Jun 3, 2010
Saks digs heels into US luxury market
Jun 3, 2010
Saks Fifth Avenue in New York
NEW YORK (Reuters) - Saks Inc (SKS.N) is looking more deeply into its base of wealthy U.S. customers for growth as it sees little room to expand with new stores, domestically or abroad, and expects greater demand for luxury online.
"There's substantial growth, we think, as the luxury sector continues to rebound and as we adjust the mix of the products," Saks Chief Executive Stephen Sadove told the Reuters Global Luxury Summit in New York.
Next month, Saks is closing three of its 53 full-line stores, including one in Portland, Oregon, and will continue to close unprofitable stores as needed. he said.
Sadove believes that U.S. luxury spending is on the path to recovery, despite renewed turmoil in the stock markets. But he said Saks would not turn to store expansion to fuel growth, noting that there were few potential major cities left, or centers that could offer Saks prime real estate.
"There aren't that many markets that are underserved where you'd want to add a Saks," he said. Seattle is one major market without a Saks, but that city is home to rival Nordstrom Inc (JWN.N).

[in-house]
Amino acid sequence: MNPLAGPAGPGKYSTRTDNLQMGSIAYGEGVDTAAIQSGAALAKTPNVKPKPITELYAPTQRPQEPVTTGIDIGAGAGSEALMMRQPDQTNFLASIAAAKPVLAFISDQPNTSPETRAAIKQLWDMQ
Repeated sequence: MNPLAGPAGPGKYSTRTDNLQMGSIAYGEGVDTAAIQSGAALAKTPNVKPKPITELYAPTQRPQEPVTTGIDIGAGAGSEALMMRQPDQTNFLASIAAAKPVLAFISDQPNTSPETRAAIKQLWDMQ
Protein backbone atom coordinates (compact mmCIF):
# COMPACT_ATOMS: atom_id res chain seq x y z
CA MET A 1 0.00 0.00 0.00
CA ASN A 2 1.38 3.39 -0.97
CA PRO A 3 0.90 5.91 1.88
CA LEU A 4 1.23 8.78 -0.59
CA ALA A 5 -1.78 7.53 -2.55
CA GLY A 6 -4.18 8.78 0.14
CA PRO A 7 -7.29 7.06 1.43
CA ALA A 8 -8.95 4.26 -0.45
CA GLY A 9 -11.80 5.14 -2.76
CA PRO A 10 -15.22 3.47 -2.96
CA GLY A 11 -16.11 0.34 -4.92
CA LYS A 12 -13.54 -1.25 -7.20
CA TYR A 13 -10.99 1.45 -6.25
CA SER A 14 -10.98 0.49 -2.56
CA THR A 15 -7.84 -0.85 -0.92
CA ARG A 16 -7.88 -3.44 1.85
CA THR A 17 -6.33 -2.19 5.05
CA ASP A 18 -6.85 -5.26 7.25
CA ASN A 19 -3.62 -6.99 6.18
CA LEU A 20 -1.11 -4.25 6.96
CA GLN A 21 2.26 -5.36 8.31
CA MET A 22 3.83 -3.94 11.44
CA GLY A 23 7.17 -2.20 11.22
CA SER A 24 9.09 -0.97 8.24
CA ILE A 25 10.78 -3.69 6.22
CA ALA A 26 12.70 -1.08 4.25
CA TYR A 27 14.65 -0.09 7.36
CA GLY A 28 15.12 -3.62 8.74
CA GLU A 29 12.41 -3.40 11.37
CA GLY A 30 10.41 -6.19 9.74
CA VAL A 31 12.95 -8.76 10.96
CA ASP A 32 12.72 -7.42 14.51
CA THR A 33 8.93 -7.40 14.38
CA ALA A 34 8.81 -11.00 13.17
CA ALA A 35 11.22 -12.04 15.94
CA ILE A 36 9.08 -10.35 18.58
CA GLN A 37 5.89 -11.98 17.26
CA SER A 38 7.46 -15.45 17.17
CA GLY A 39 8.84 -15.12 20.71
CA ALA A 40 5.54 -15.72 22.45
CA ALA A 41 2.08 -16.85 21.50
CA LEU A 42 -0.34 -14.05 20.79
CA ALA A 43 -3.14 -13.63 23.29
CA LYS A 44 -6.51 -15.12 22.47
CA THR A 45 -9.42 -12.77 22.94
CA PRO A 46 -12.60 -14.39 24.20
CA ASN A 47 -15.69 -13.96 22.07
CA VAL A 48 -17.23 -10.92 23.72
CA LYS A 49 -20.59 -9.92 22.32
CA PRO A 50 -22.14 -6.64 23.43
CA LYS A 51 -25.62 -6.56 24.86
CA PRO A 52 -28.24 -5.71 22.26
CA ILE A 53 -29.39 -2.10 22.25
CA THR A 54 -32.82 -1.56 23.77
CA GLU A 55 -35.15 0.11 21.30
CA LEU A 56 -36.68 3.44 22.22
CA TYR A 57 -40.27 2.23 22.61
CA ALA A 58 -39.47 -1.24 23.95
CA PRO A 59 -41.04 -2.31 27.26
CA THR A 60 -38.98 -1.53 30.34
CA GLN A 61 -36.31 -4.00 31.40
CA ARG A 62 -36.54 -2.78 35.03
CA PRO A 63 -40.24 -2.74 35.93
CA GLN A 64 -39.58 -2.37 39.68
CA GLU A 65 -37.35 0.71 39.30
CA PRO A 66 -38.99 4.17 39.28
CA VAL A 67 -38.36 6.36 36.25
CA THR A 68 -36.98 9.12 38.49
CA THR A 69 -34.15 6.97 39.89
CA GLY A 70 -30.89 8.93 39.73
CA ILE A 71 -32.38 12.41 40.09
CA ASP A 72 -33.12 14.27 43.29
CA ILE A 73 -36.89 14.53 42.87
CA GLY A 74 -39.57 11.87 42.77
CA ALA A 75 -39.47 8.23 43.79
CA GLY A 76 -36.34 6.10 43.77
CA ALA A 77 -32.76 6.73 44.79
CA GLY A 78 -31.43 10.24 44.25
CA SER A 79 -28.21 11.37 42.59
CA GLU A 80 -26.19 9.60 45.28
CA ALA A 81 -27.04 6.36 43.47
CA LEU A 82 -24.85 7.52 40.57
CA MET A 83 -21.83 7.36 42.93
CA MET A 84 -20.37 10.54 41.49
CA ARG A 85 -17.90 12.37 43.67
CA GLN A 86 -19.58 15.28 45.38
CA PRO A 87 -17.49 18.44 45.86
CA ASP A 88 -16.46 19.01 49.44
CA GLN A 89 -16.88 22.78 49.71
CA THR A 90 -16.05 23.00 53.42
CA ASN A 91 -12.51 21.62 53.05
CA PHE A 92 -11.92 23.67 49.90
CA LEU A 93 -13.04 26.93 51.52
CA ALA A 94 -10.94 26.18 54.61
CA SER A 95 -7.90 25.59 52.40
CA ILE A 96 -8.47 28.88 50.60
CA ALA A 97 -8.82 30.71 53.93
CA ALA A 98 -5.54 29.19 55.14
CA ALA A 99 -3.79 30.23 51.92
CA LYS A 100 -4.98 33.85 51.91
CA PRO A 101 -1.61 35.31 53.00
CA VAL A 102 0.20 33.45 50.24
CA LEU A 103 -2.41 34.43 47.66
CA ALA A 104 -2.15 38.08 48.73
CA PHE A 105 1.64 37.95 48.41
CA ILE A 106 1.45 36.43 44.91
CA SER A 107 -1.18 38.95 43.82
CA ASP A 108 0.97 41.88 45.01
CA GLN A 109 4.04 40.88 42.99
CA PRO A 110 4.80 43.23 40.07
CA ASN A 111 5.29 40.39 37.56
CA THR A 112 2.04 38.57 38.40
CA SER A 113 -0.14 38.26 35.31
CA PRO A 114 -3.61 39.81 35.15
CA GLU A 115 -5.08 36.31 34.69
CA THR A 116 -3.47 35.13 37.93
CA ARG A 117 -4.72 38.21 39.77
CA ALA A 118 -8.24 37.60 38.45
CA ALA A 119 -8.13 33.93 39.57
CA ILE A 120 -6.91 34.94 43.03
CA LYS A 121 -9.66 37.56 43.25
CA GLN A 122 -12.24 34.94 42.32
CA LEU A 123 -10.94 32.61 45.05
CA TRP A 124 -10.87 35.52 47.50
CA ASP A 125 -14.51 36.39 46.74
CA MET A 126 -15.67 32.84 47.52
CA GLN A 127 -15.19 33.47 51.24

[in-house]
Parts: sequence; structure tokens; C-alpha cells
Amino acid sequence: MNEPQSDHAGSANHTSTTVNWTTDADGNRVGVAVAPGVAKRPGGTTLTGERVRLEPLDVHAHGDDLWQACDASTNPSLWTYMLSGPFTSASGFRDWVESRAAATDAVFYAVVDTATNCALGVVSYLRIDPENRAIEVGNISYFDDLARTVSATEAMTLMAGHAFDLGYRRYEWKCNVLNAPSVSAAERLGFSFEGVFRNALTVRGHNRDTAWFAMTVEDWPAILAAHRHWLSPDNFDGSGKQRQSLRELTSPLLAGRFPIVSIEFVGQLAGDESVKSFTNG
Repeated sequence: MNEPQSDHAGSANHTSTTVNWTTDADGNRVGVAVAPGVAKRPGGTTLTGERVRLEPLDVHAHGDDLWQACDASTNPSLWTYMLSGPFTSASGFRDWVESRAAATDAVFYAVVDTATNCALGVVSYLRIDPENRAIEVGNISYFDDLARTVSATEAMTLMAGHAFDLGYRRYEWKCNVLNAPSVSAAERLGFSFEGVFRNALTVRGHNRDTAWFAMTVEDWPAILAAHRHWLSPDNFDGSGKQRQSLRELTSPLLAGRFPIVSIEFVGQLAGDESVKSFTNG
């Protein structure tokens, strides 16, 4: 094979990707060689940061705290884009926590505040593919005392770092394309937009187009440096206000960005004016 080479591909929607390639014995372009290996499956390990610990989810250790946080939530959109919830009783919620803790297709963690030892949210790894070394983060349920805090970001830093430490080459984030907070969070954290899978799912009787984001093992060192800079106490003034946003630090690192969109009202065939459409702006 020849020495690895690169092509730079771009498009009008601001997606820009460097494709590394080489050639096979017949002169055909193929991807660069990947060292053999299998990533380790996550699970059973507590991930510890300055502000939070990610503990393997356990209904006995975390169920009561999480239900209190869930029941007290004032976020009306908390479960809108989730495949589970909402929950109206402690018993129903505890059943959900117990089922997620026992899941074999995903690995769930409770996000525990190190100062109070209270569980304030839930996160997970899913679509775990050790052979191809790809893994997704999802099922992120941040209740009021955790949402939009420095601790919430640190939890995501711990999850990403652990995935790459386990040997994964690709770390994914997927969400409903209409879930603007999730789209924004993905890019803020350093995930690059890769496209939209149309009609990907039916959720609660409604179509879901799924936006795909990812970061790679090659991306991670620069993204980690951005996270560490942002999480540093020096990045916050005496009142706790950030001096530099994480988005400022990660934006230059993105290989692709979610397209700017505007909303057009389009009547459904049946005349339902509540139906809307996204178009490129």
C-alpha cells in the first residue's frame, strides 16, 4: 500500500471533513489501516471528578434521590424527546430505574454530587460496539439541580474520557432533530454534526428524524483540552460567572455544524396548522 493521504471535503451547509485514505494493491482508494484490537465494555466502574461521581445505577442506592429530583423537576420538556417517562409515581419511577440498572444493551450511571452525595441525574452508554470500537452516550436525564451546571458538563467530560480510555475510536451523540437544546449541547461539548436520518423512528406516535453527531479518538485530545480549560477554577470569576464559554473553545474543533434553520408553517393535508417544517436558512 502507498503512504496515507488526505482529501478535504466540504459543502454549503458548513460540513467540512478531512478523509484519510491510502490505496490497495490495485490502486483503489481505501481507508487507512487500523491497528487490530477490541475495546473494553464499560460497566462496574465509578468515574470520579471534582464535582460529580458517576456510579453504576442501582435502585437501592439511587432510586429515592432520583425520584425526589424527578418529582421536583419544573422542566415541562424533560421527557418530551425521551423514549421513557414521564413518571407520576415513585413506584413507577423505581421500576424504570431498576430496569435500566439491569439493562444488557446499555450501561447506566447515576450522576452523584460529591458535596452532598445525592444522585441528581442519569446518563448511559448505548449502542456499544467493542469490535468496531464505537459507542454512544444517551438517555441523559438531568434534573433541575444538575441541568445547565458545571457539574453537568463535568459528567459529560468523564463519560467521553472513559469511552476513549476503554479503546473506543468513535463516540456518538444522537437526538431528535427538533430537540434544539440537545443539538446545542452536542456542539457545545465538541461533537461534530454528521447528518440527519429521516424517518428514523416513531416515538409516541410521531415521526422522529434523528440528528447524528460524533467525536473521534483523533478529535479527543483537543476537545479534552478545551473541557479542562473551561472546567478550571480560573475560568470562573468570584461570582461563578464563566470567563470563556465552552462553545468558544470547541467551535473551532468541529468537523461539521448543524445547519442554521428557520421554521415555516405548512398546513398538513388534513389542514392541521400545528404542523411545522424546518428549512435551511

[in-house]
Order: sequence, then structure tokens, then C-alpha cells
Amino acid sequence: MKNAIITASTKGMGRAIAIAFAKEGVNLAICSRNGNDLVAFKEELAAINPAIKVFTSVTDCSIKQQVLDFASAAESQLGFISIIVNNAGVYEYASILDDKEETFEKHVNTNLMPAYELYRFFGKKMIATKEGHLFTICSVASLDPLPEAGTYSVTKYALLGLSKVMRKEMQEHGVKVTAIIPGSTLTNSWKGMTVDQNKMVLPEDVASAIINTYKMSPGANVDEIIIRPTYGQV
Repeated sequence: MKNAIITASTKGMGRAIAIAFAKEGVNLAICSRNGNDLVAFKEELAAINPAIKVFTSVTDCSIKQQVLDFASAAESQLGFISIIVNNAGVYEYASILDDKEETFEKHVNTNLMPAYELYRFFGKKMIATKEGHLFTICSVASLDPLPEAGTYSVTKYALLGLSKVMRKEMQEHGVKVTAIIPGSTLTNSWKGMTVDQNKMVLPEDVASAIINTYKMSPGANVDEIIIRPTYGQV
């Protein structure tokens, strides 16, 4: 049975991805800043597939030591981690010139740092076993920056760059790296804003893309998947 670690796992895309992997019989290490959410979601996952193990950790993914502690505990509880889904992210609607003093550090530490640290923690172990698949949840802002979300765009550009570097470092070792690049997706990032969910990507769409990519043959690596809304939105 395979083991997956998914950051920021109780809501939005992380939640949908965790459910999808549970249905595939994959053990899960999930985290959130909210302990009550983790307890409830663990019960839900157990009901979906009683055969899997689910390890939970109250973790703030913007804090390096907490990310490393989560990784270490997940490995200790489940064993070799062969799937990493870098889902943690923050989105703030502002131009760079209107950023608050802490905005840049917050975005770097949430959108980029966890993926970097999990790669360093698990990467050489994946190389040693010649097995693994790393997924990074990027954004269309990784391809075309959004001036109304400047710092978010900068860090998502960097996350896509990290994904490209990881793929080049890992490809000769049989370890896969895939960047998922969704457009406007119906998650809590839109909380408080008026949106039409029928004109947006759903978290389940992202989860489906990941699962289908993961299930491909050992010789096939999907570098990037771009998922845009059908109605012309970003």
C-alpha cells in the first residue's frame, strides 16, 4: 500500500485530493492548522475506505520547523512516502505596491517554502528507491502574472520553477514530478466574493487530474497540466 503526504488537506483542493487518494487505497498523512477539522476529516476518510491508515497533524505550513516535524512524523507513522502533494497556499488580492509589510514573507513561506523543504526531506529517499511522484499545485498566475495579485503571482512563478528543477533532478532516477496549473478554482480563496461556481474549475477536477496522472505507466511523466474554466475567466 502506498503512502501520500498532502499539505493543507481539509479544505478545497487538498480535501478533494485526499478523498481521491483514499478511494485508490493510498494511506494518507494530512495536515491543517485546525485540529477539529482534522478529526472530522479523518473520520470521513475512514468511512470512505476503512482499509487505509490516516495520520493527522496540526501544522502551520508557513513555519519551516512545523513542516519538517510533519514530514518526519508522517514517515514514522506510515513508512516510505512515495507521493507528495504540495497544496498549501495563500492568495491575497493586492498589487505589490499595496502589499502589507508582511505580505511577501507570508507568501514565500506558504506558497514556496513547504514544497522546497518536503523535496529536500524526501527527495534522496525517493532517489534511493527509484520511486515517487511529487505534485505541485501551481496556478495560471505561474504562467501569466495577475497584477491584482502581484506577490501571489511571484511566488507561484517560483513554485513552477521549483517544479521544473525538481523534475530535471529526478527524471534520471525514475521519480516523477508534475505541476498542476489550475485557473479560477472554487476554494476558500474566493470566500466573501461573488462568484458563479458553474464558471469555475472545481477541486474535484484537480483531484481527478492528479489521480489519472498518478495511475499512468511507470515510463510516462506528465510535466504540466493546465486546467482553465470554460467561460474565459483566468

While Saks licenses its name to stores in markets such as Mexico and the Middle East, Sadove said the retailer will not go into markets served by a strong incumbent. For example, in Canada, Saks would have to compete against Holt Renfrew.
LOWER PRICE POINTS HERE TO STAY
During last year's luxury spending collapse, Saks slashed prices and has offered more affordable items within the brands it carries. Sadove said that strategy is paying off and will become a fixture of its business.
"I'd be surprised if one of the lasting effects of this is if you didn't have a wide range of price points," he said. But luxury is the core of Saks, its bread and butter, and will remain so, Sadove said.
Saks is also increasing its offerings of men's apparel, Sadove said, noting that a private label men's line launched last summer is performing well.
A major prong of Saks' approach will be to open Off 5th outlets stores at a rate of about three or four per year. Sadove said the outlets, of which there are now about 55, are profitable and do not offer discounts as deep as those at Nordstrom's Rack chain.
Saks also expects its Internet business to spur sales. The retailer saw online sales jump 32 percent in the first quarter.
While luxury retailers have taken longer to embrace the Internet as a serious sales venue, many executives speaking at the Reuters Summit said they are now committed to electronic commerce to provide convenience and reach new shoppers.
"It's our second-largest store if you think about it as a store," Sadove said of Saks' online business. "It's a huge untapped opportunity for us."
(Editing by Gerald E. McCormick)
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